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Bernie Gunther in Smolensk

  • Apr 1, 2013
Rating:
+5
In this latest Bernie Gunther book, our hero is employed by a German committee investigating war crimes, and in this capacity he is sent to Smolensk in the German-occupied Russian territory to look into the reported deaths of thousands of Polish officers, killed in the Katyn forest by the NKVD. Smolensk is not a nice place to be, with a frigid Russian winter still hanging around, and frozen ground preventing exhuming any remains from the solid earth.

As usual, Bernie is his typical sarcastic self, verging on what the Nazis would consider treason merely for what he says. In addition, he seems to be caught in the middle of several Hitler assassination plots hatched by high ranking Prussian military men. To make matters even worse, murdered bodies appear, and Bernie, as the only one with real police experience in the area, is coopted to investigate.

The plot gets thicker and thicker, and more bodies (new ones, that is) keep turning up, and Bernie is looking for a suspect, when someone takes a shot at him that barely misses. There is a bit of a star-crossed love story here, but, as is usual for Bernie, it turns out badly.

Eventually, Bernie is arrested and a trial is instigated by the army commander in the area, who detests Bernie, to convict him of anything and get him sentenced to death. I will not reveal the deus ex machina that turns up to bring the book to an end, but I found it both amusing and satisfying. There can never be enough Bernie Gunther books; keep them coming!

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More A Man Without Breath (Bernie G... reviews
review by . April 01, 2013
In this latest Bernie Gunther book, our hero is employed by a German committee investigating war crimes, and in this capacity he is sent to Smolensk in the German-occupied Russian territory to look into the reported deaths of thousands of Polish officers, killed in the Katyn forest by the NKVD. Smolensk is not a nice place to be, with a frigid Russian winter still hanging around, and frozen ground preventing exhuming any remains from the solid earth.      As usual, Bernie is …
review by . April 01, 2013
In this latest Bernie Gunther book, our hero is employed by a German committee investigating war crimes, and in this capacity he is sent to Smolensk in the German-occupied Russian territory to look into the reported deaths of thousands of Polish officers, killed in the Katyn forest by the NKVD. Smolensk is not a nice place to be, with a frigid Russian winter still hanging around, and frozen ground preventing exhuming any remains from the solid earth.      As usual, Bernie is …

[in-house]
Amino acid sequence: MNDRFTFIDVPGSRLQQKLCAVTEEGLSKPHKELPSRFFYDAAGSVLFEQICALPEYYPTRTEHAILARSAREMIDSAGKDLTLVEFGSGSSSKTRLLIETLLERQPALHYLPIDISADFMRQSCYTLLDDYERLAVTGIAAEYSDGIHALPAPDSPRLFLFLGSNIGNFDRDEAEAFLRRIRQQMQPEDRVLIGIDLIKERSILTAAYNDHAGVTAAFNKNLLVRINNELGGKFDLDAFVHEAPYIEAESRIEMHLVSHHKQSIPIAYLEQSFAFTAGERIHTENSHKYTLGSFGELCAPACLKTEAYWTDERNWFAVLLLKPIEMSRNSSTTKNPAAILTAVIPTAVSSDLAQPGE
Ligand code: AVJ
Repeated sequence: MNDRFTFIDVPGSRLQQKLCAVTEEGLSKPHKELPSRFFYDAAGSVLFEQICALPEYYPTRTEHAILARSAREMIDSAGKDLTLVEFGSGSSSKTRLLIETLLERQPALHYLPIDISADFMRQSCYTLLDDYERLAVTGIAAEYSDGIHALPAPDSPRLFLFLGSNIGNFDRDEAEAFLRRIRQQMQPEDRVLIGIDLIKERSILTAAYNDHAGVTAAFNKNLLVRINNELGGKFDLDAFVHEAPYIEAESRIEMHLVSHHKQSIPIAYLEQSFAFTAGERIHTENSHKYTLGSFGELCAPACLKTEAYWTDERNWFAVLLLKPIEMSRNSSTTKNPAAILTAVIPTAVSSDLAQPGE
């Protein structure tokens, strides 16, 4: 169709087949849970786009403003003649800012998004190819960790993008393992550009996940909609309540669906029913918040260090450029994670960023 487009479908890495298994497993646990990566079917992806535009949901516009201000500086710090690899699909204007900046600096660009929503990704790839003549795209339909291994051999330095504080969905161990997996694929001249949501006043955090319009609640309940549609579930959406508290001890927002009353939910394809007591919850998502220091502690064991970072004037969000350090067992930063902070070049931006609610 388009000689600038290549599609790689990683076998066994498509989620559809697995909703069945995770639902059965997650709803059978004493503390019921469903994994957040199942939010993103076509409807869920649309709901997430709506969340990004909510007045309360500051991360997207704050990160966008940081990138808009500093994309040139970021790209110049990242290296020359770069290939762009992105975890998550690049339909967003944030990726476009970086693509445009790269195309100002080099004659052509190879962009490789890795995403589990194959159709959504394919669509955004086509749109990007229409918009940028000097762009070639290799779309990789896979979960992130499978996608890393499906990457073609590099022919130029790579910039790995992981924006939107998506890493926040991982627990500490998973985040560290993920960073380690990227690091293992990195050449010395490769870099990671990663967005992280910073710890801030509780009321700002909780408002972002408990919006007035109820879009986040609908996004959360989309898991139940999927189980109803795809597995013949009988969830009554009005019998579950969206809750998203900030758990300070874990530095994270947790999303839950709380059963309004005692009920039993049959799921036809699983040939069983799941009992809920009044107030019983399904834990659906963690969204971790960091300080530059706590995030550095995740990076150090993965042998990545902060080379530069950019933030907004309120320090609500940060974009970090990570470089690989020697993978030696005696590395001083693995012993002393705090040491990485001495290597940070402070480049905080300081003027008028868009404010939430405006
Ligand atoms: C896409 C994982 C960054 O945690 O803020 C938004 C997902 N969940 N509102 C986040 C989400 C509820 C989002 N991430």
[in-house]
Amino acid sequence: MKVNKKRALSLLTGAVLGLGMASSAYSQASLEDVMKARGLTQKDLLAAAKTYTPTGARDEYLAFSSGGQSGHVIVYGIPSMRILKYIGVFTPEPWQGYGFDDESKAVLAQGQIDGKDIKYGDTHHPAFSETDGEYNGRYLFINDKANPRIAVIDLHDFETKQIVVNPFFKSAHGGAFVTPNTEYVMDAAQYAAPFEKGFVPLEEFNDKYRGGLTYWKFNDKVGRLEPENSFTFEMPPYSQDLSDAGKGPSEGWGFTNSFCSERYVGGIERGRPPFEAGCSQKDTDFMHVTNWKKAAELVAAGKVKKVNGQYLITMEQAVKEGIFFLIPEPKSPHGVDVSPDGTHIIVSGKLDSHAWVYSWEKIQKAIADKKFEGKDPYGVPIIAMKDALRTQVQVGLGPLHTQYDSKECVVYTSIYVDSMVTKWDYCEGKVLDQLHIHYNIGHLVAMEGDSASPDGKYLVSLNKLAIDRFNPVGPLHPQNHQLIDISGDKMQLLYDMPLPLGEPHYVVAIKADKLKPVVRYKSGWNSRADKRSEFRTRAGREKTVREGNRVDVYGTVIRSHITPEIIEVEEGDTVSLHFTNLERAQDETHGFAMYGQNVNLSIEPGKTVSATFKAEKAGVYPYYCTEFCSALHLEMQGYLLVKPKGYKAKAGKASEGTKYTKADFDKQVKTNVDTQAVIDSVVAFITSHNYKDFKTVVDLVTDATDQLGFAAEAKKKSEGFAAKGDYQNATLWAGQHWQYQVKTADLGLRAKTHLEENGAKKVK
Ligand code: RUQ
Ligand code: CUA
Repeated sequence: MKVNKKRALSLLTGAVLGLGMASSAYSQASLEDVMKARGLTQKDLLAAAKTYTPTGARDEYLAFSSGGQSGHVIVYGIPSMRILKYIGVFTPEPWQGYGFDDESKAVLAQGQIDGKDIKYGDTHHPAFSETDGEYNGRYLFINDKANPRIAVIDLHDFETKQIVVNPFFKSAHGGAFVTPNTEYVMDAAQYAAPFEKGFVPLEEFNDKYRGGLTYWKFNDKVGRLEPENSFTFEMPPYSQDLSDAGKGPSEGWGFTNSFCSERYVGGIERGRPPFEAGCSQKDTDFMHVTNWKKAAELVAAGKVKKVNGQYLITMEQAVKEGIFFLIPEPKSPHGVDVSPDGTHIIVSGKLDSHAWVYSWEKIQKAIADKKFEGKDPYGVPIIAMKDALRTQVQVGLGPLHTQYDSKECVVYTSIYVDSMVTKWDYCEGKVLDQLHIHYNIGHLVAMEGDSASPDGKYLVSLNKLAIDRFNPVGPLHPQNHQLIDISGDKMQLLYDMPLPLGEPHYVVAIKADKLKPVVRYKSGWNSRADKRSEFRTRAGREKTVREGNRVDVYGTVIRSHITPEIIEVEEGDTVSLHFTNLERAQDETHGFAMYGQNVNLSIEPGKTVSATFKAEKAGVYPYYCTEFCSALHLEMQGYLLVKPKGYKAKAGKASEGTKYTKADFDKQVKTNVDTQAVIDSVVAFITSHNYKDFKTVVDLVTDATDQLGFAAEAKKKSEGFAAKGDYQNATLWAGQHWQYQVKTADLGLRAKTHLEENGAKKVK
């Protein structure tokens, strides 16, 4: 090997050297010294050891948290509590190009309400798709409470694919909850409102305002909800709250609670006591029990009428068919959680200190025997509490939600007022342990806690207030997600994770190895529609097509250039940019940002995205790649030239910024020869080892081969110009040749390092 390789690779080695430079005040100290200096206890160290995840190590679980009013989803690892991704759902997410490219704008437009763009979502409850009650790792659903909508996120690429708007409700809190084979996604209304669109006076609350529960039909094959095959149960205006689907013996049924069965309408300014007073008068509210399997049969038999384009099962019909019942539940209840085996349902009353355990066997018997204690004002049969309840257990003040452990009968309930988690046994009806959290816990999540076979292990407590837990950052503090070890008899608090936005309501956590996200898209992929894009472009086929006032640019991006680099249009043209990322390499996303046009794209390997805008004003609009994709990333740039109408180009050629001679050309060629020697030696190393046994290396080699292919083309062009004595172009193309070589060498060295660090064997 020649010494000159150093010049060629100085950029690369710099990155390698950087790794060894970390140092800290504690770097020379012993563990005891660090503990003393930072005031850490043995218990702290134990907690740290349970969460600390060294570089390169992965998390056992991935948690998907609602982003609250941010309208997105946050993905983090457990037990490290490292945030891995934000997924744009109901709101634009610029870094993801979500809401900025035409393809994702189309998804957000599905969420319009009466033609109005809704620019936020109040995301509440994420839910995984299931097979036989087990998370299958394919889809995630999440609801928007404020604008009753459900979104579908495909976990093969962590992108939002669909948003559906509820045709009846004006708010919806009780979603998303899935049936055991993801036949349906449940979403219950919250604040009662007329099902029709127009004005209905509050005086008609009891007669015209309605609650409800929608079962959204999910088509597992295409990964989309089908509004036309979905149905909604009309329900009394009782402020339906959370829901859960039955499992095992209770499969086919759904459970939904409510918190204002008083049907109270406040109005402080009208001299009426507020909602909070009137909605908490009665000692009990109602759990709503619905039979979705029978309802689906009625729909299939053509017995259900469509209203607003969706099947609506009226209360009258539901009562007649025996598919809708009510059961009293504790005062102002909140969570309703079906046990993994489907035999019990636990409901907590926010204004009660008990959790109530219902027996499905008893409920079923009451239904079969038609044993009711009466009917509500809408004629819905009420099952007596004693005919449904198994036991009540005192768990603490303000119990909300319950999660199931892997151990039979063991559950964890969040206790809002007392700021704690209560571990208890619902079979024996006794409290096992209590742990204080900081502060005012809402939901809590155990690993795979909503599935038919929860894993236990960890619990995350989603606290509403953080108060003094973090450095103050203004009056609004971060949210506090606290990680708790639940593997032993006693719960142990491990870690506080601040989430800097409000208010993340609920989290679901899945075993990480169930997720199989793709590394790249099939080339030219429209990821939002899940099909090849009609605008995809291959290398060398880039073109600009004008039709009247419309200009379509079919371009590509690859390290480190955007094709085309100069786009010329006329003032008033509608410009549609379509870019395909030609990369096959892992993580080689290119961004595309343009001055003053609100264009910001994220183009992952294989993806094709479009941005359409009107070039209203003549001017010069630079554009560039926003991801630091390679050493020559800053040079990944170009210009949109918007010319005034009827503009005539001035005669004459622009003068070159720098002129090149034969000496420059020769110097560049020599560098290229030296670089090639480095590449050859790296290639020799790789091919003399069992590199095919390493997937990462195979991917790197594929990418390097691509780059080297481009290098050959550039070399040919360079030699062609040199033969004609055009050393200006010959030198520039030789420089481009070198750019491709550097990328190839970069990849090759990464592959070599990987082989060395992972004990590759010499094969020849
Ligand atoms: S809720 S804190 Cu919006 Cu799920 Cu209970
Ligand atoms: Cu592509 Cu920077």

About the reviewer
Frank J. Konopka ()
Ranked #95
I'm a small town general practice attorney in the hard coal region of Pennsylvania. Books are my passion, andI read as many of them asI can. Being the President of the local library board for over … more
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Praise for A MAN WITHOUT BREATH
 
“Captivating . . . Kerr makes everything look easy, from blending history with a clever and intricate whodunit plot to powerful descriptions of cruelty.”—Publishers Weekly (starred review)
 
“Kerr’s sketch of Goebbels dazzles. The author pulls the reader down into the dark underground of Der Führer’s rabbit hole of totalitarian horror . . . [A Man Without Breath] masterfully explores morality's shadowy gray edge.”—Kirkus
 
“This ninth Bernie Gunther tale (after Prague Fatale) focuses on two months of 1943, mixing real-life characters with fictional ones. Kerr’s historical knowledge and writing skills merge these elements seamlessly in a gripping story of murder, but it is Bernie who holds it all together even as he questions the absurdity of attempting normalcy during war. Mystery, historical fiction, and military history buffs will join existing Bernie fans in welcoming this latest installment in the series.”—Library Journal
 
Praise for Philip Kerr:

"Just as youth is wasted in the young, history is wasted on historians.  It ought to be the exclusive property of novelists--but only if they are as clever and knowledgeable as Philip Kerr."—Chicago Tribune

"A wily and unreliable narrator, Bernie may be forgiven for holding his cards so close to his chest as he tries to do the right thing in so many wrong places.  Shades ...
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